Do you know the amount of processing needed for each file? I don't, and I
did not want to assume it is small. As I stated in a previous message, I assumed
the sample code for %RunMe was just a stub to begin testing.
Then perhaps, small is not the really important point. From the parameter and it's use, it is clear that %RunMe is a viable block of code to be executed on one file, i.e. it could have a use of its own independent of any calling code. In this case I would not be quick to get rid of such a macro unless I knew much more about the real problem.
Finally, the subject line suggests that Sa wanted to know how to create a nested structure. In short, I do not see it as a "must solve" in minimal manner (where minimal means least structure or nesting possible) type of problem. Perhaps, it is just a prejudice of mine. If you are going to learn how to code with macros then
you better learn how to invoke a helping macro as soon as possible.
To back up this prejudice you might:
1) Prove that any macro A that calls another macro B could be written so that A
need not invoke any macros.
2) Quantify the cost in programming effort to take #1 too seriously.
-------------- Original message --------------
> I still have yet to figure out why a nested macro need be done at all in
> this case. One could whether writing only macro code or using data step
> code perform the same task without needing to nest macro's. I understand
> the need to explain why using call execute in Sa's case failed, but i fail
> to see why the design of the macro wasn't called into play also. Your
> reworking of his macro into macro code I admit is better suited to nesting
> macros than the data step solution but it seems that one can write roughly
> the same amount of code and get the same result without resorting to
> nesting. If one needed modularity I would say go for nesting but I don't
> see the need for it here. Perhaps I am missing something.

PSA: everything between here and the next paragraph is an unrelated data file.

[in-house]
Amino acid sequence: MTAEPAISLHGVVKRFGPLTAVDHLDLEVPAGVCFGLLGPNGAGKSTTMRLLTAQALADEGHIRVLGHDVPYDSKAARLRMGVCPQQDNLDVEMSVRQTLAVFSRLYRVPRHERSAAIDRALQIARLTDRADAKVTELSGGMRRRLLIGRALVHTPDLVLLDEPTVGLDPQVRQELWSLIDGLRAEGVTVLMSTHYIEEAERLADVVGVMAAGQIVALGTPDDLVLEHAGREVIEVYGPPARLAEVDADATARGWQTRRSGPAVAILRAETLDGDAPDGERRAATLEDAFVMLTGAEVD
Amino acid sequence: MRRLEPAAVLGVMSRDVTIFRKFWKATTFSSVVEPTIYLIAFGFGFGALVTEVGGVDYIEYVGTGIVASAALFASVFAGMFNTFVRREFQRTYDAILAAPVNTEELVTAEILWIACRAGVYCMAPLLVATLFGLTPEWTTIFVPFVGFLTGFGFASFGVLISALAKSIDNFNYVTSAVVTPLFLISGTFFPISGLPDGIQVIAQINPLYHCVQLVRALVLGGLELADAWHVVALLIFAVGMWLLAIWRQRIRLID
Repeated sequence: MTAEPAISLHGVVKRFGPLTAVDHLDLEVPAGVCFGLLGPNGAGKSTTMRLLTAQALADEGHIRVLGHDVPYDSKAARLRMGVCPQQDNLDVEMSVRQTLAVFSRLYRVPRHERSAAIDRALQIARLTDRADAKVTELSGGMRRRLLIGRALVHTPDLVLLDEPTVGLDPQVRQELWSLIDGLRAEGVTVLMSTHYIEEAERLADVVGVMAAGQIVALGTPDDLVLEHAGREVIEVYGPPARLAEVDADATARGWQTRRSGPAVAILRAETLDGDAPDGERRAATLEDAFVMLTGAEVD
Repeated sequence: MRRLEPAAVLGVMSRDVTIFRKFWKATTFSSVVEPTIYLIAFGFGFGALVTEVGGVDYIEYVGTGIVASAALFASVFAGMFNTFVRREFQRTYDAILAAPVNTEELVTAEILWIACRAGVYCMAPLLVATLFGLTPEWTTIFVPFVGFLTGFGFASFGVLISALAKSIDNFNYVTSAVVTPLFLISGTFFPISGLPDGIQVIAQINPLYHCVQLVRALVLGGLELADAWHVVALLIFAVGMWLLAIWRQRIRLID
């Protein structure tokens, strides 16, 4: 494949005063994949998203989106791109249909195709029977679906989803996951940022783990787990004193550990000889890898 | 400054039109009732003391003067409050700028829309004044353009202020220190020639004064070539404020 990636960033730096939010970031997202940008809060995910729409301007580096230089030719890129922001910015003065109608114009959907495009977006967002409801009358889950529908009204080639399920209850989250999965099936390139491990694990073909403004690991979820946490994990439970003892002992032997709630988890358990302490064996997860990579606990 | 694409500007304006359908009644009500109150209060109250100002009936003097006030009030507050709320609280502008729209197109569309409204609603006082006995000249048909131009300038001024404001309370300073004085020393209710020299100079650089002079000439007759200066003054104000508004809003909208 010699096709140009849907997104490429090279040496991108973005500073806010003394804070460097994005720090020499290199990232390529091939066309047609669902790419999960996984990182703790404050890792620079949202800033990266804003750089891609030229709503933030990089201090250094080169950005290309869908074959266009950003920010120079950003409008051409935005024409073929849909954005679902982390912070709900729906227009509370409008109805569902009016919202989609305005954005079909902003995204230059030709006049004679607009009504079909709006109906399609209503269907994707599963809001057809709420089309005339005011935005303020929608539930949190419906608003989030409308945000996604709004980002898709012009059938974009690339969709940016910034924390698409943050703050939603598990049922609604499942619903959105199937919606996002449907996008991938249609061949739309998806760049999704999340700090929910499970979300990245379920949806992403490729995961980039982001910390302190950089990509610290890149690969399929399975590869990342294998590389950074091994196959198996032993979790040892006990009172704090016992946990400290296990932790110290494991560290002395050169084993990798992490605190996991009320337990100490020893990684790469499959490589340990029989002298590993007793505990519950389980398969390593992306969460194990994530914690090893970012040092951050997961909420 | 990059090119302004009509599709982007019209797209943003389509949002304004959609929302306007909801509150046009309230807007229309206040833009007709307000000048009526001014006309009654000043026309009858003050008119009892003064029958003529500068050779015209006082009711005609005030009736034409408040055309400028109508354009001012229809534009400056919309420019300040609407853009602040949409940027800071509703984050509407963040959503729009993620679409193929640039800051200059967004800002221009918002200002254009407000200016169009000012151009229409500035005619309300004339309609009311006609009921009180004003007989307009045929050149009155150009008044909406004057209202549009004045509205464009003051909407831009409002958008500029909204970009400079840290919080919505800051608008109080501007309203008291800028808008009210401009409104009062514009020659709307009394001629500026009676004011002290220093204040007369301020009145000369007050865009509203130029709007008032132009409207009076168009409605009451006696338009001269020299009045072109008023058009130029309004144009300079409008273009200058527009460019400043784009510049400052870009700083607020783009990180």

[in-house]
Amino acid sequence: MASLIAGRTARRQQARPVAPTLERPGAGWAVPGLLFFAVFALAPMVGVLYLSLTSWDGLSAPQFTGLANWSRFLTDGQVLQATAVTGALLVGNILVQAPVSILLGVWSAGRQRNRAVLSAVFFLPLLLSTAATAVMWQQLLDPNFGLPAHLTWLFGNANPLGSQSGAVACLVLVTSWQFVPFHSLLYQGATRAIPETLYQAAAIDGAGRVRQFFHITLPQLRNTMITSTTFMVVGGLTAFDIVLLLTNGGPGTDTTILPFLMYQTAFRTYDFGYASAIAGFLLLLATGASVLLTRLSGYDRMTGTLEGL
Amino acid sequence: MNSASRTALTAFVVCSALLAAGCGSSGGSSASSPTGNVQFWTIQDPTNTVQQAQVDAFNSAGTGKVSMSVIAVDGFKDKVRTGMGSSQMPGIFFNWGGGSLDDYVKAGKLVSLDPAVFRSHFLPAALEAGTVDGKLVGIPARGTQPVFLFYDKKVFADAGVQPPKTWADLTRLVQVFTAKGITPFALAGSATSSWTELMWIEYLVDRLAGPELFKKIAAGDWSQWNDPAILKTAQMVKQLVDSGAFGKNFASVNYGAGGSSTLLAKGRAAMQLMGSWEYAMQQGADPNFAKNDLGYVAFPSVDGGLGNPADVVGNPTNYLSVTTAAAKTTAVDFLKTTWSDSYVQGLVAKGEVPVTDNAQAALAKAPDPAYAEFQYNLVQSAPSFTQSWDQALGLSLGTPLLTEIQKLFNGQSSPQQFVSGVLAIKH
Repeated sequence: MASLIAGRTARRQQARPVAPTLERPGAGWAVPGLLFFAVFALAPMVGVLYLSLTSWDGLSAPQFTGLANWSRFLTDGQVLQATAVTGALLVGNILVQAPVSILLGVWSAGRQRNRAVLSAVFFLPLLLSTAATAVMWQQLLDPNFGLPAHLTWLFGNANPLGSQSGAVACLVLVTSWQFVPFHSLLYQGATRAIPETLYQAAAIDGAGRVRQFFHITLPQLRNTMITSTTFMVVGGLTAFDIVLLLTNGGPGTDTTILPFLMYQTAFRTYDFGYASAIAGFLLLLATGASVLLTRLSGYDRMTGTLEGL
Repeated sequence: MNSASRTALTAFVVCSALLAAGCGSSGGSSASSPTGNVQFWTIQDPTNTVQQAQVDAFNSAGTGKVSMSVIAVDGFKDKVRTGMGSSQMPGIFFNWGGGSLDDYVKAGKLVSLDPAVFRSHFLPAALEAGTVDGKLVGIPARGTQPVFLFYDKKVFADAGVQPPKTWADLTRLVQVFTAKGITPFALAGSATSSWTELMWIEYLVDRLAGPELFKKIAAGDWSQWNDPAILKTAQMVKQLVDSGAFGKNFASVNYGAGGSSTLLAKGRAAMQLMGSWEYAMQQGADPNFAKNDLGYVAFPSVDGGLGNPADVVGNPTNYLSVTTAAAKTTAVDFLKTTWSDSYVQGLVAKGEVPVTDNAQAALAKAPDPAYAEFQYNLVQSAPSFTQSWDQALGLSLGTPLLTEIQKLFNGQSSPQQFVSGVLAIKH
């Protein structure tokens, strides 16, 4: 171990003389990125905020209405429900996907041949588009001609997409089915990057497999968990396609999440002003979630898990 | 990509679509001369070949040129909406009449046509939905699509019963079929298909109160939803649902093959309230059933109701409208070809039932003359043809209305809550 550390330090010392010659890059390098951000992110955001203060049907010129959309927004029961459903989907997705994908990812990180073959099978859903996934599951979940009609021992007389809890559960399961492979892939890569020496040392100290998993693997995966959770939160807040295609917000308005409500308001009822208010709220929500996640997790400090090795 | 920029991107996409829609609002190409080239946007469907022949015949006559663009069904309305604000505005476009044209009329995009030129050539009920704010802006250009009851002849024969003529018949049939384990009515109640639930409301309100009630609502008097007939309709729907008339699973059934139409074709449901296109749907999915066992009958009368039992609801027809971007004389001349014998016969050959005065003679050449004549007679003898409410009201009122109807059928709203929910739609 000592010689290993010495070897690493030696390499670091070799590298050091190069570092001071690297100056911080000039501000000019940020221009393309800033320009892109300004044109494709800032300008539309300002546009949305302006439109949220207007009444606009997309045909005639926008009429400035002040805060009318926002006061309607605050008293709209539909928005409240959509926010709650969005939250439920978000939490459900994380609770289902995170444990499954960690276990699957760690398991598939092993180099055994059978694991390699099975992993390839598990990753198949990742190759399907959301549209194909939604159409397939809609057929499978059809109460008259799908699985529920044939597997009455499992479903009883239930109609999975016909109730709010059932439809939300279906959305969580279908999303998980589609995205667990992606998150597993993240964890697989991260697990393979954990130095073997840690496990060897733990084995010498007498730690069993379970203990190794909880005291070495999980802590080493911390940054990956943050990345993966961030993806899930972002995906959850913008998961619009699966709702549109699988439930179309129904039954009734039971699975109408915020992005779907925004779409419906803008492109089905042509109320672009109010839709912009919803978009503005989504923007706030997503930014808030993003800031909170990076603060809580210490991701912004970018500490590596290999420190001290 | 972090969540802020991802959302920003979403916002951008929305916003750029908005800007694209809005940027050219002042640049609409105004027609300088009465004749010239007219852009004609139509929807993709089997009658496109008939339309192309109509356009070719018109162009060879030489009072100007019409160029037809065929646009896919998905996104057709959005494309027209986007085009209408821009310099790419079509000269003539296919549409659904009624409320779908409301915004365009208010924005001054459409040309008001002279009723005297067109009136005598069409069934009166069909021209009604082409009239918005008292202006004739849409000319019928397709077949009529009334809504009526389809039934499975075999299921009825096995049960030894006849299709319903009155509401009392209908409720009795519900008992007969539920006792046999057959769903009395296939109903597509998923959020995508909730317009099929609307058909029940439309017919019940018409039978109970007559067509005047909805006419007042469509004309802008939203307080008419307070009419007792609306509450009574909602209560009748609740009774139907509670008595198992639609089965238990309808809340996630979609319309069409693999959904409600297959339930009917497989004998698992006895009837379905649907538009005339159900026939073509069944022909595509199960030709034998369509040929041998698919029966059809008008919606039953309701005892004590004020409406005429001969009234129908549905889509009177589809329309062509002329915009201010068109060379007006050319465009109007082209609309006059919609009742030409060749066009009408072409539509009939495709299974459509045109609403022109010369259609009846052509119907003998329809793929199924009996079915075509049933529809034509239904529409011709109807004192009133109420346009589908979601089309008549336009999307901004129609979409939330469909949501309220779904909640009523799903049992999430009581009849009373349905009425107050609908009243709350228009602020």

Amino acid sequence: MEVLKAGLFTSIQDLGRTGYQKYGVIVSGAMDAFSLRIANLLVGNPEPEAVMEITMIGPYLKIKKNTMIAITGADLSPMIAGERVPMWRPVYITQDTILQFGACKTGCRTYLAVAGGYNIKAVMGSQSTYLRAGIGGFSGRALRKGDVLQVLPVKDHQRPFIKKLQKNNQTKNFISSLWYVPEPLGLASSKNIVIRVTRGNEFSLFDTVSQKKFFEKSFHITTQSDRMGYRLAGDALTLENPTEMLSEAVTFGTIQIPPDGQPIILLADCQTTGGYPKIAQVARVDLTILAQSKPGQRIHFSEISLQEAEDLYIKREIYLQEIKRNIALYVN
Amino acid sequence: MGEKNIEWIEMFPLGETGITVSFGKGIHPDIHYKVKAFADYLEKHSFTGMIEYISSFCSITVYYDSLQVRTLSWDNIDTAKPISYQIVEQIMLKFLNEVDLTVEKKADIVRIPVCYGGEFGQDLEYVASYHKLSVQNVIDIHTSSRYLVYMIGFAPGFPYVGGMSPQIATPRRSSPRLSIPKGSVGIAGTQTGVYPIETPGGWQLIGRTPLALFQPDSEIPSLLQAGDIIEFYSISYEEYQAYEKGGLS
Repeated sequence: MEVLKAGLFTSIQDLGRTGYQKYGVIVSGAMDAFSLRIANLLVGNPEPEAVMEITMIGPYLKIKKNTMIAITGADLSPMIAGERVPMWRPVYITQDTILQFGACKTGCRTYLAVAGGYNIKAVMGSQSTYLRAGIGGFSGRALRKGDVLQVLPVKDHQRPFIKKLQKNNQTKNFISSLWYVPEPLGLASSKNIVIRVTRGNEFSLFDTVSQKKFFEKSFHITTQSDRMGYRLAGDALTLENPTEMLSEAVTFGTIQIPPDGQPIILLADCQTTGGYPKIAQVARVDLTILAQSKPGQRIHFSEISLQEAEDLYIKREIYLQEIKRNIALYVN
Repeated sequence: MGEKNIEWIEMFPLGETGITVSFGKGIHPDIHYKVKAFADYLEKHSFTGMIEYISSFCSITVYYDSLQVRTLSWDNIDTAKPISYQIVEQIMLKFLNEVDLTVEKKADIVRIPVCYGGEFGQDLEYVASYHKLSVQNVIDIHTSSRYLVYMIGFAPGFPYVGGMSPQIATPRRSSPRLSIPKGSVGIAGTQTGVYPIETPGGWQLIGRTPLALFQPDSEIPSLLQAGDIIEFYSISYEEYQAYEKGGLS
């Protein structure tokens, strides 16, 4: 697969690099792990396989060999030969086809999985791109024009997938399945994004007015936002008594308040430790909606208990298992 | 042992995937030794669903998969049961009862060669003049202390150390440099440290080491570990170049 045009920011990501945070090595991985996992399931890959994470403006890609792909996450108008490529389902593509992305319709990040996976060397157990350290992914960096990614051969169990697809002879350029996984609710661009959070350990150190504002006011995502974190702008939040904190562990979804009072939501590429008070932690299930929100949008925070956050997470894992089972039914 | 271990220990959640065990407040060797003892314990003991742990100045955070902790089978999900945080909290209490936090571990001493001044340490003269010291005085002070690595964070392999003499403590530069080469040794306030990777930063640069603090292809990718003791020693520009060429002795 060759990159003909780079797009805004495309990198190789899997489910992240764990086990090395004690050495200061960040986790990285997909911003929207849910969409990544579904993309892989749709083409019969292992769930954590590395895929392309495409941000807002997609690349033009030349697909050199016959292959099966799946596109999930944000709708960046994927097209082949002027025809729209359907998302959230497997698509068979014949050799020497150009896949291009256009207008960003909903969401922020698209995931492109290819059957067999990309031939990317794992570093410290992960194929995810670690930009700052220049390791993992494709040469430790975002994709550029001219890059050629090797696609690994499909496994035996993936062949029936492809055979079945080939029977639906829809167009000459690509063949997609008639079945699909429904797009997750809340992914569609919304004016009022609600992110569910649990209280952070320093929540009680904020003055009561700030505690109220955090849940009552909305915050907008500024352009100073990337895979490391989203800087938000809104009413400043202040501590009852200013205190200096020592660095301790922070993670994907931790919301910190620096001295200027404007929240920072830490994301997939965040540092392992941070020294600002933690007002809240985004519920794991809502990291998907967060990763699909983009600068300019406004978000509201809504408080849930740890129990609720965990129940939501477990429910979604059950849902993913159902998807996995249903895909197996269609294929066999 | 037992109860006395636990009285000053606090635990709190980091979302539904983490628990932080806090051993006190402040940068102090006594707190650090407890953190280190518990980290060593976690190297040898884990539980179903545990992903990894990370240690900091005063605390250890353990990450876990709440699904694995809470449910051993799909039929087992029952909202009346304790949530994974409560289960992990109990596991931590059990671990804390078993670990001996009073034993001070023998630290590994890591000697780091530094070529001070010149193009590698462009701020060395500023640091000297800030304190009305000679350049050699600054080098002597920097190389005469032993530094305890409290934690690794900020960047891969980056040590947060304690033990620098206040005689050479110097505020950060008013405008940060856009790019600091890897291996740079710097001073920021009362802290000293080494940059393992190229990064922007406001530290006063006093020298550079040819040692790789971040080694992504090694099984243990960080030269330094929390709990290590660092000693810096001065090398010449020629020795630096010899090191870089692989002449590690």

> Toby Dunn
> From: Ian Whitlock
> Reply-To: iw1junk@COMCAST.NET
> To: SAS-L
> Subject: Re: Problem with Nested Macros
> Date: Thu, 28 Apr 2005 18:27:50 +0000
> Sa Polo now has his CALL EXECUTE version of code working, but
> complained about his current version of %RunMe
> > Unfortunately the %if %sysfunc(fexist(srcfile)) statement
> > references only the last parameter passed in this
> > particular case c:\flags_fiveT1A_20050331.csv.
> > It seems to be some sort of macro resolution problem.
> The code was
> > %MACRO RunMe(xx);
> > %PUT xx=&xx;
> > FILENAME srcfile "c:\&xx";
> > %if %sysfunc(fexist(srcfile)) %then
> > %put The file identified by the fileref srcfile exists.;
> > %else
> > %put %sysfunc(sysmsg());
> > %MEND;
> to be called in a DATA step by
> > CALL EXECUTE( '%RunMe('||yy||')');
> In response Dennis suggested
> dd> Yes there are some complexities in timing when using CALL
> dd> EXECUTE. I pefer to keep things simple, Change your runme
> dd> macro to only run cacro code: (use FILEEXIST instead of
> dd> FEXIST)
> dd> %MACRO RunMe(xx);
> dd> %PUT xx=&xx;
> dd> %if %sysfunc(fileexist(c:\&xx)) %then
> dd> %put The file identified by the fileref srcfile exists.;
> dd> %else
> dd> %put %sysfunc(sysmsg());
> dd> %MEND;
> Perhaps it is worth pointing out what happened. In both cases
> the macro was executed immediately during execution of the DATA
> step, i.e. any SAS code to be generated was generated.
> In Dennis' case all the code is macro instructions and all were
> executed in sequence as expected.
> In Sa's case, the macro code is executed at once, but the SAS code
> is passed to the input stack for later execution. In other words,
> all the FILENAME statements were executed after the step finished
> while all the macro code applying the fileref, SRCFILE, was applied
> before the relevant FILENAME statements were made. Why did Sa think
> it was the last file that was used? He must have tested interactively,
> created the filerefs and then tested again for some reason. At this
> point SRCFILE is pointing at the last file so that is the file whose
> existence is being tested.
> Whether Dennis' fix is good enough or not depends on whether Sa is
> finished writing %RunMe or not, and if not what the future code
> looks like. To cover future complications Sa may want to enhance the
> CALL EXECUTE to
> CALL EXECUTE( '%nrstr(%RunMe('||yy||'))');
> In this case the macro is not invoked during execution of the
> DATA step, but afterward when there are no mysterious timing
> complexities or mysterious macro resolution problems.
> I have often wondered why, when SI was adding so many new
> functions to version 9, they did not also add a CALL NRexecute
> routine to cover these problems. The biggest benefit might have
> been in the documentation explaining the difference between CALL
> EXECUTE and CALL NRexecute.
> Ian Whitlock